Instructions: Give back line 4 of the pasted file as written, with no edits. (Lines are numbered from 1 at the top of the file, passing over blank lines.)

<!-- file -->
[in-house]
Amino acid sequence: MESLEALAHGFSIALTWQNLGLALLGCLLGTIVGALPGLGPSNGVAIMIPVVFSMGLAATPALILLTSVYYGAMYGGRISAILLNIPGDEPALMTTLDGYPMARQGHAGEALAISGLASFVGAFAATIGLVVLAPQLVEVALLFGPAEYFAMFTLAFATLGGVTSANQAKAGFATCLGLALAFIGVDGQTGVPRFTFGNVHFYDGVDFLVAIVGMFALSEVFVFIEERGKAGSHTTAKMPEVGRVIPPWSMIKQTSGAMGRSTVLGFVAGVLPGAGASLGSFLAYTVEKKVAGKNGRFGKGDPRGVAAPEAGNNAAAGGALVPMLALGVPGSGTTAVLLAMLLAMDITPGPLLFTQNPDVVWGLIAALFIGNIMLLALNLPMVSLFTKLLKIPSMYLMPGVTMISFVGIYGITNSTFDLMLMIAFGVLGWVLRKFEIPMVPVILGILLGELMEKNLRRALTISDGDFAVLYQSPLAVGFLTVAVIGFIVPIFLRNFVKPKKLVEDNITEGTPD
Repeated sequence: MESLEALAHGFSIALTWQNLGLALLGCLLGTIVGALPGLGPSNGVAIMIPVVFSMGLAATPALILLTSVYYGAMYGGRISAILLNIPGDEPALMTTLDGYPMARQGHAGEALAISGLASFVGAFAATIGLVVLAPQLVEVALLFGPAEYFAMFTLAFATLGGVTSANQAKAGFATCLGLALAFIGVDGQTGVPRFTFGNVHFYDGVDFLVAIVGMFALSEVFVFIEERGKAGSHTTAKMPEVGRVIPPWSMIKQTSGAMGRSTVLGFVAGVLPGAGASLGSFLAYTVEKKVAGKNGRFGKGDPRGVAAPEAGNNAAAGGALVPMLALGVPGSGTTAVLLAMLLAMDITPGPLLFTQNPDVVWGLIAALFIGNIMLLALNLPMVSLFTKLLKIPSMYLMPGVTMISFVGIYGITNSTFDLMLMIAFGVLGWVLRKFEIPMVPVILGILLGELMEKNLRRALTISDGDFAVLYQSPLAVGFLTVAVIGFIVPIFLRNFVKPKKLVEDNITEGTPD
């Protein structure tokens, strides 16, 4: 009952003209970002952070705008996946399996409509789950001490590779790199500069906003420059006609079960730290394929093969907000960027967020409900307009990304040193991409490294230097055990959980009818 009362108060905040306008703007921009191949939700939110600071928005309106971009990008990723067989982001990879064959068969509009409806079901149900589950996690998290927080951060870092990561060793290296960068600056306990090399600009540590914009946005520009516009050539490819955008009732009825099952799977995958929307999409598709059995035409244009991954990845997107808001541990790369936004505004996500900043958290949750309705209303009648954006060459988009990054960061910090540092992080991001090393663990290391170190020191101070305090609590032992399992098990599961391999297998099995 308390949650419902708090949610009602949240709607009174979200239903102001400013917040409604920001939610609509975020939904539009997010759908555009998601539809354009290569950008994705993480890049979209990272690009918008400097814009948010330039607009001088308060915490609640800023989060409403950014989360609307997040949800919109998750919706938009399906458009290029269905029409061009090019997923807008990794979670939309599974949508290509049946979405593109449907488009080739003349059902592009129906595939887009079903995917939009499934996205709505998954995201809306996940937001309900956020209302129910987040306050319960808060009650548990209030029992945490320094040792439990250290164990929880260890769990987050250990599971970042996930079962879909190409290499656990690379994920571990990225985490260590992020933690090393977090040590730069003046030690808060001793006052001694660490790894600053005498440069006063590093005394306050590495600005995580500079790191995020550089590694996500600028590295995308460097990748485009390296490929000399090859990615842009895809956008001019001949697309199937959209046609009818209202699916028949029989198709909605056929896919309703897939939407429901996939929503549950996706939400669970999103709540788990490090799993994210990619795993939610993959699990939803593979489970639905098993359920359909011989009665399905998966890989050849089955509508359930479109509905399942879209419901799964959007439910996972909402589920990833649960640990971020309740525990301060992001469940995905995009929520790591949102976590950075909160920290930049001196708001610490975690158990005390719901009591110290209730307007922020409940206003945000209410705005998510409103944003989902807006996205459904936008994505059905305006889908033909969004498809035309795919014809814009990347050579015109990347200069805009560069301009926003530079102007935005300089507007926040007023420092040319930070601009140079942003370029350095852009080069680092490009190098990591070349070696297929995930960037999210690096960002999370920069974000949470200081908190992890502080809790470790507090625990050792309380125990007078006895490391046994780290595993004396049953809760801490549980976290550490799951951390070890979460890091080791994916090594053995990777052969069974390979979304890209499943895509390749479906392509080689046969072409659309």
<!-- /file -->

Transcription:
């Protein structure tokens, strides 16, 4: 009952003209970002952070705008996946399996409509789950001490590779790199500069906003420059006609079960730290394929093969907000960027967020409900307009990304040193991409490294230097055990959980009818 009362108060905040306008703007921009191949939700939110600071928005309106971009990008990723067989982001990879064959068969509009409806079901149900589950996690998290927080951060870092990561060793290296960068600056306990090399600009540590914009946005520009516009050539490819955008009732009825099952799977995958929307999409598709059995035409244009991954990845997107808001541990790369936004505004996500900043958290949750309705209303009648954006060459988009990054960061910090540092992080991001090393663990290391170190020191101070305090609590032992399992098990599961391999297998099995 308390949650419902708090949610009602949240709607009174979200239903102001400013917040409604920001939610609509975020939904539009997010759908555009998601539809354009290569950008994705993480890049979209990272690009918008400097814009948010330039607009001088308060915490609640800023989060409403950014989360609307997040949800919109998750919706938009399906458009290029269905029409061009090019997923807008990794979670939309599974949508290509049946979405593109449907488009080739003349059902592009129906595939887009079903995917939009499934996205709505998954995201809306996940937001309900956020209302129910987040306050319960808060009650548990209030029992945490320094040792439990250290164990929880260890769990987050250990599971970042996930079962879909190409290499656990690379994920571990990225985490260590992020933690090393977090040590730069003046030690808060001793006052001694660490790894600053005498440069006063590093005394306050590495600005995580500079790191995020550089590694996500600028590295995308460097990748485009390296490929000399090859990615842009895809956008001019001949697309199937959209046609009818209202699916028949029989198709909605056929896919309703897939939407429901996939929503549950996706939400669970999103709540788990490090799993994210990619795993939610993959699990939803593979489970639905098993359920359909011989009665399905998966890989050849089955509508359930479109509905399942879209419901799964959007439910996972909402589920990833649960640990971020309740525990301060992001469940995905995009929520790591949102976590950075909160920290930049001196708001610490975690158990005390719901009591110290209730307007922020409940206003945000209410705005998510409103944003989902807006996205459904936008994505059905305006889908033909969004498809035309795919014809814009990347050579015109990347200069805009560069301009926003530079102007935005300089507007926040007023420092040319930070601009140079942003370029350095852009080069680092490009190098990591070349070696297929995930960037999210690096960002999370920069974000949470200081908190992890502080809790470790507090625990050792309380125990007078006895490391046994780290595993004396049953809760801490549980976290550490799951951390070890979460890091080791994916090594053995990777052969069974390979979304890209499943895509390749479906392509080689046969072409659309």